Generative AI (artificial Intelligence) systems are a type of system capable of producing various types of content, such as text, images, graphics, music, and video based on a human-generated input – a prompt. The prompt is usually text, but for instance in the case of music, could be audio or other types of media. The results produced are probability-constructed and draw on huge databases created by various sources, depending on the purpose of the system.
For instance the text-producing GPT (Generative Pre-trained Transformer) and image-producing DALL-E are based on scraping the Internet for billions of of image-text pairs, and the music-producing MusicGen is based on 20,000 hours of music, including 10,000 “high-quality” licensed music tracks and 390,000 instrument-only tracks.
The services Runbox provide and our communication with customers are mainly text-based. Accordingly, our main concern is the use of generative AI systems that are designed for written conversation, such as Open AI’s GPT-based ChatGPT, Microsoft’s Bing Chat, Google’s Bard, and Meta’s LLaMA.
Common for these systems is the use of large language model (LLM), and the processing of vast amount of data mainly scraped from Internet. In its “raw form”, the dataset contains all kinds of information, without regard to privacy, copyrights, and intellectual property rights.
After formatting and cleaning (to get rid of incorrect or inappropriate material) the process results in a corpus that contains billions of words with labels that connect a syllable, a word, or a phrase (a token) to other tokens based on probabilities – i short, the corpus is pre-trained.
In the first training round the corpus is analyzed for patterns, clusters, and more, using algorithms based on different statistical methods, followed by fine-tuning by training engineers that “curate” the corpus with relevant input.
The corpus “training” may thereafter continue based on conversations initiated by users prompts.
Inherent in the way AI generated text is produced are several sources of errors and inaccuracies:
- The sources used for building the corpus;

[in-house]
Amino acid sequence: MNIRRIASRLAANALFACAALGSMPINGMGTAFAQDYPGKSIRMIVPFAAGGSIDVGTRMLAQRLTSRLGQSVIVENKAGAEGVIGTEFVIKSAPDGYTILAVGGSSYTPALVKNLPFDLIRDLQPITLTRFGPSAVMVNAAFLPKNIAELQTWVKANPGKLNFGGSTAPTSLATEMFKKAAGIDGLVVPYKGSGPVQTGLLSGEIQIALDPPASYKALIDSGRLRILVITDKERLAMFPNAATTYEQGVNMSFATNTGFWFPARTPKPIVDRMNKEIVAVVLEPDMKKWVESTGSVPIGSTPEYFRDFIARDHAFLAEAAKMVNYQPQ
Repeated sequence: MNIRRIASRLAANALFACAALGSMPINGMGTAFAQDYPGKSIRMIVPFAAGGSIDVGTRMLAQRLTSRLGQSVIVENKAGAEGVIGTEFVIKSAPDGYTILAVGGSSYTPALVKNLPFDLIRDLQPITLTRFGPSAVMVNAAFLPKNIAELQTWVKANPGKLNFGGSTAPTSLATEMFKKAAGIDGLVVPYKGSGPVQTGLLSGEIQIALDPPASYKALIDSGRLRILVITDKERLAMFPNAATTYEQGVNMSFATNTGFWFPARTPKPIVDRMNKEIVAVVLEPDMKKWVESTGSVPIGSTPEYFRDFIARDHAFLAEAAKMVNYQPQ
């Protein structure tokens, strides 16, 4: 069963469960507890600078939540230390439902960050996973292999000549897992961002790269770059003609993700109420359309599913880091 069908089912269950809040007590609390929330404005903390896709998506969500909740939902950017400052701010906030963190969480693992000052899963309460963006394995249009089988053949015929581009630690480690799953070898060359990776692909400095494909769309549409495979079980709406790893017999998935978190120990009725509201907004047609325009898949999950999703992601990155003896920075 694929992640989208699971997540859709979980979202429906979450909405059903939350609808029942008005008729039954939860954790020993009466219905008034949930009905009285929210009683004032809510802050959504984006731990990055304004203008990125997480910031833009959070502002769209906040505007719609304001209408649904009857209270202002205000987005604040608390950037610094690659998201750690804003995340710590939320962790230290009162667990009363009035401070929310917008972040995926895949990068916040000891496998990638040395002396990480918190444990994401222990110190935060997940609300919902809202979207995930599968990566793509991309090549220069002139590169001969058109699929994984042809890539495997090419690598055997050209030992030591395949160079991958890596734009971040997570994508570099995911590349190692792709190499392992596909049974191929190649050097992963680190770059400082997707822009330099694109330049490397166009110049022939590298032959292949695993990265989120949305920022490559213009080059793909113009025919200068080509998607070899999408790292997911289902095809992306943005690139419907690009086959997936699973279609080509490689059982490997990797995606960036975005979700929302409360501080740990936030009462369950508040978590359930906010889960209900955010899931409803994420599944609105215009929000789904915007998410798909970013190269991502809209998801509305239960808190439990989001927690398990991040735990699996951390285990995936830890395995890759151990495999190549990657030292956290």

- How the corpus is cleaned;
- The methods for analyzing the corpus and the structuring of tokens;
- The statistical methods and algorithms used for pre-training, and the criteria for parameter setting, representing weights and biases;
- The skill of the curating engineers, and the tools they use;
- What you ask for and how you phrase your question;
- Finally, what conversations other users have had.
Consequently, the short answer to the question above is NO.
See our blog post Be privacy concerned when using ChatGPT (and other AI chatbots) for more information on this topic.
One of Runbox’ main selling points is personal support. This, in combination with the risks for factual inaccuracies, is the background for policy statement # 1:
1. We will not use text generating AI systems in our communication with customers.
We acknowledge how text generating AI systems can improve our knowledge, and accordingly policy statement # 2:
2. Using text generating AI systems can be used as one source, among for instance ordinary browser searches, when performing research to prepare internal documents.
Then the following will apply:
- AI-generated content should be viewed as a starting point, not the finished
- All AI-generated content must be proofread and checked for accuracy, hereunder
ensure that all information is up-to-date. Be aware of outputs that could contain subtle but meaningful hallucinations, factual errors and biased or inappropriate statements.
- Don’t input any personally identifiable information or information which identify a
- Don’t input any sensitive information, even if it cannot be linked to a person or
- Don’t input any of the company’s intellectual property.
- Do disable history if using external tools (like ChatGPT) that enable that choice.
- Even if it is a internal document, clarify that generative AI systems have been used during the preparation.
In the case of AI-generated media other than text, this policy is valid and should be used where appropriate.